How to invoke a tail-call loop expression like Clojure's loop?

Without defining a function, is there an equivalent of Clojure’s loop or Scheme’s named let where I can run a tail-call loop expression while accumulating multiple values?
There’s Enum.reduce, but the number of iterations may not known in advance, and carrying multiple accumulated values with reduce is clunky.

Thank you in advance.

Edit: provided my concrete usage in reply.

1 Like

Often there are multiple ways to solve one problem. You need to give an example of what you want to do including example input, output and what you tried so far, before anybody would give you a satisfying solution.


I am writing an Elixir script version of Merge pdf files and automatically create a table of contents with each file as an entry

At the step of bookmark (TOC) generation, we need to iterate through the list of input files, while keeping page_counter increasing and the accumulated bookmarks (not necessarily as we can append to the file at each step but I prefer to write at once).

Current Elixir version: make use of reduce, it works but doensn’t look ideal.

bookmark_content =
    {1, ""},
    fn file, {cur_page_num_counter, acc_bookmarks} ->
      IO.puts("Generating bookmarks for '#{file}'")
      # Title: base name with "_" replaced by " "
      title = Path.basename(file, '.pdf') |> String.replace("_", " ")
      cur_file_bookmarks = "BookmarkBegin
BookmarkTitle: #{title}
BookmarkLevel: 1
BookmarkPageNumber: #{cur_page_num_counter}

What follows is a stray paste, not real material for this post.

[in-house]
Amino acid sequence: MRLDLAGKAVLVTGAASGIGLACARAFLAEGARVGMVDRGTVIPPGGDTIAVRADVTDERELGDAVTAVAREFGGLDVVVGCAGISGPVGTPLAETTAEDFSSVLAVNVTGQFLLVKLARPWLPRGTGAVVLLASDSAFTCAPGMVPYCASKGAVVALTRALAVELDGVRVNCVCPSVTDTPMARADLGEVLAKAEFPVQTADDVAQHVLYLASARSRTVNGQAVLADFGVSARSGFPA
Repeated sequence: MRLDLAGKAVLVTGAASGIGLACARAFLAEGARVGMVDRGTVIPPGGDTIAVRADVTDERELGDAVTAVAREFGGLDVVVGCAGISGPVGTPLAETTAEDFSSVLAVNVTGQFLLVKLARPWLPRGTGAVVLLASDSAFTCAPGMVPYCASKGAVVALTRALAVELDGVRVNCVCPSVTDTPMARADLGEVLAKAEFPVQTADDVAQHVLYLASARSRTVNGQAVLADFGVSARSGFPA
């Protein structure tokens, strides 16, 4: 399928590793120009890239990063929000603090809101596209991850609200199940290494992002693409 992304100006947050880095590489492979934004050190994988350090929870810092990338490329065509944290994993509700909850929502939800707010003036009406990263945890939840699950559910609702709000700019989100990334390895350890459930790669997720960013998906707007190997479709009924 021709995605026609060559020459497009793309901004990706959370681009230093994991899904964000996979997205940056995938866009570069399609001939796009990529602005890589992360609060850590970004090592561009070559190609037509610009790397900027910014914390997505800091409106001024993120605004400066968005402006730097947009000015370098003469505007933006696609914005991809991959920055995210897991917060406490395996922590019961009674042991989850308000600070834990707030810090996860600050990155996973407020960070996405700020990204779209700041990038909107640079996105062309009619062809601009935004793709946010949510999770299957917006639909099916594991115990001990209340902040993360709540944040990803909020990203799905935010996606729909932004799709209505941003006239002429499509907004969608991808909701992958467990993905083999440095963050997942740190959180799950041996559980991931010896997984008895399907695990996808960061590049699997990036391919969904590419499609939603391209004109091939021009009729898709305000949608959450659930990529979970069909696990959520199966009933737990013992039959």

new_page_num_counter = cur_page_num_counter + page_number_in_file.(file)

      # Demote file's bookmarks' levels, so that they appear under the current
      # file
      demoted_bookmarks_of_current =
        shell_command_to_string.("pdf-my-demote-bookmarks '#{file}' #{cur_page_num_counter - 1}")

      new_bookmarks = acc_bookmarks <> cur_file_bookmarks <> demoted_bookmarks_of_current
      {new_page_num_counter, new_bookmarks}
  |> elem(1)

An Emacs Lisp version may look like this (making use of

(named-let recur ((files input-files)
                  (cur-page-num-counter 1)
                  (acc-bookmarks ""))
   ((seq-empty-p files)
    (-let* ((file (car files))
            (title (--> (file-name-base file)
                        (string-replace "_" " " it)))
            (cur-file-bookmarks (format "BookmarkBegin
BookmarkTitle: %s
BookmarkLevel: 1
BookmarkPageNumber: %d
" title cur-page-num-counter))
            (new-page-num-counter (+ cur-page-num-counter
                                     (page-number-in-file file))))
      (message "Generating bookmarks for %s" file)
      (recur (cdr files)
             (concat acc-bookmarks
                      (format "pdf-my-demote-bookmarks %s %s"
                              (- cur-page-num-counter 1)))))))))

(gist link cause I couldn’t see this with syntax highlighting when replying
pdf-toc-gen.el · GitHub )

Your Elixir code looks good to me, what’s your issue with it?

One thing I’d change is make it more obvious what part of a tuple you’re getting at the end e.g. not use elem but the then construct – just to make it little more readable.

But other than that the code looks good IMO.


Having 2-element Tuple as acc is not a shame. Many reduce-based solutions written by senior developers are using it. Your code is really good enough. :+1:

However there is other way to write same code. You can use a simple pattern matching solution, for example:

defmodule Example do
  # function header with default arguments
  def sample(files, bookmarks \\ "", counter \\ 1)

  # when done return only bookmarks string
  def sample([], bookmarks, _counter), do: bookmarks

  # tail recursion
  def sample([file | files], acc_bookmarks, acc_counter) do
  	# your logic goes here, for example
  	{file_bookmarks, file_counter} = process_file(file)
  	# recursively call this for rest files with updated bookmarks and counter
  	sample(files, acc_bookmarks <> file_bookmarks, acc_counter + file_counter)

Personally I like separating accumulation and process logic, as in example above, which makes the code more clear.